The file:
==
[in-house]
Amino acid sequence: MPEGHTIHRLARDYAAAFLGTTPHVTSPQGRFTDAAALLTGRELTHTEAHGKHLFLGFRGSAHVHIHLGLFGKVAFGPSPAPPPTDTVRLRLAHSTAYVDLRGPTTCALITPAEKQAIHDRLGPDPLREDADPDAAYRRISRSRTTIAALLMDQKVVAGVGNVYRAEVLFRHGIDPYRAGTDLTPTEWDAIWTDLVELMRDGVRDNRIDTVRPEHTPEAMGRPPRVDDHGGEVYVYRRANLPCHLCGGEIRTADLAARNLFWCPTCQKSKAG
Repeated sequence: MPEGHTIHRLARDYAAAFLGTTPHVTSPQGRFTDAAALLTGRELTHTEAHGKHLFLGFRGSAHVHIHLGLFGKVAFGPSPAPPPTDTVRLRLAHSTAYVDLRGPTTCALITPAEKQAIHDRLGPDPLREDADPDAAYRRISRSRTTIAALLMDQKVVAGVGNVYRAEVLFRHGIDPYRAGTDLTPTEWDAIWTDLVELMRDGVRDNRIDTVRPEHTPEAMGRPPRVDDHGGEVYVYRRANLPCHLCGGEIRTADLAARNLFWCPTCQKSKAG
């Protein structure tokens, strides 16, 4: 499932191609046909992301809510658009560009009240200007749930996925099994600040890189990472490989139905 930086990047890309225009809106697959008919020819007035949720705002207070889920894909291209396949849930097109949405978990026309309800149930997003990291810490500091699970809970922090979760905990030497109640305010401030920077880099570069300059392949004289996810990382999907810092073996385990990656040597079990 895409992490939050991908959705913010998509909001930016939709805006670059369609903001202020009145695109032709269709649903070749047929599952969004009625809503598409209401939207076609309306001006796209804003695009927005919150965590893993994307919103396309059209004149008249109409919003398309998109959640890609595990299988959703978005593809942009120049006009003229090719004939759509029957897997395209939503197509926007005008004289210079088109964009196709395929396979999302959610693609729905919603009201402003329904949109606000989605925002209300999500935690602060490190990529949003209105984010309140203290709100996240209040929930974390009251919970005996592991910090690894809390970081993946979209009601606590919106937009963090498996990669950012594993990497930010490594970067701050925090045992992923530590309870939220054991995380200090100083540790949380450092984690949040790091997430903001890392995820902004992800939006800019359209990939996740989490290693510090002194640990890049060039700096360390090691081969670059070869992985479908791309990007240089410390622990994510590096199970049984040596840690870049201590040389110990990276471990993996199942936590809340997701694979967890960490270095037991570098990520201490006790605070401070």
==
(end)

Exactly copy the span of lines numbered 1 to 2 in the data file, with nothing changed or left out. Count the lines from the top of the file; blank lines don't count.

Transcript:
[in-house]
Amino acid sequence: MPEGHTIHRLARDYAAAFLGTTPHVTSPQGRFTDAAALLTGRELTHTEAHGKHLFLGFRGSAHVHIHLGLFGKVAFGPSPAPPPTDTVRLRLAHSTAYVDLRGPTTCALITPAEKQAIHDRLGPDPLREDADPDAAYRRISRSRTTIAALLMDQKVVAGVGNVYRAEVLFRHGIDPYRAGTDLTPTEWDAIWTDLVELMRDGVRDNRIDTVRPEHTPEAMGRPPRVDDHGGEVYVYRRANLPCHLCGGEIRTADLAARNLFWCPTCQKSKAG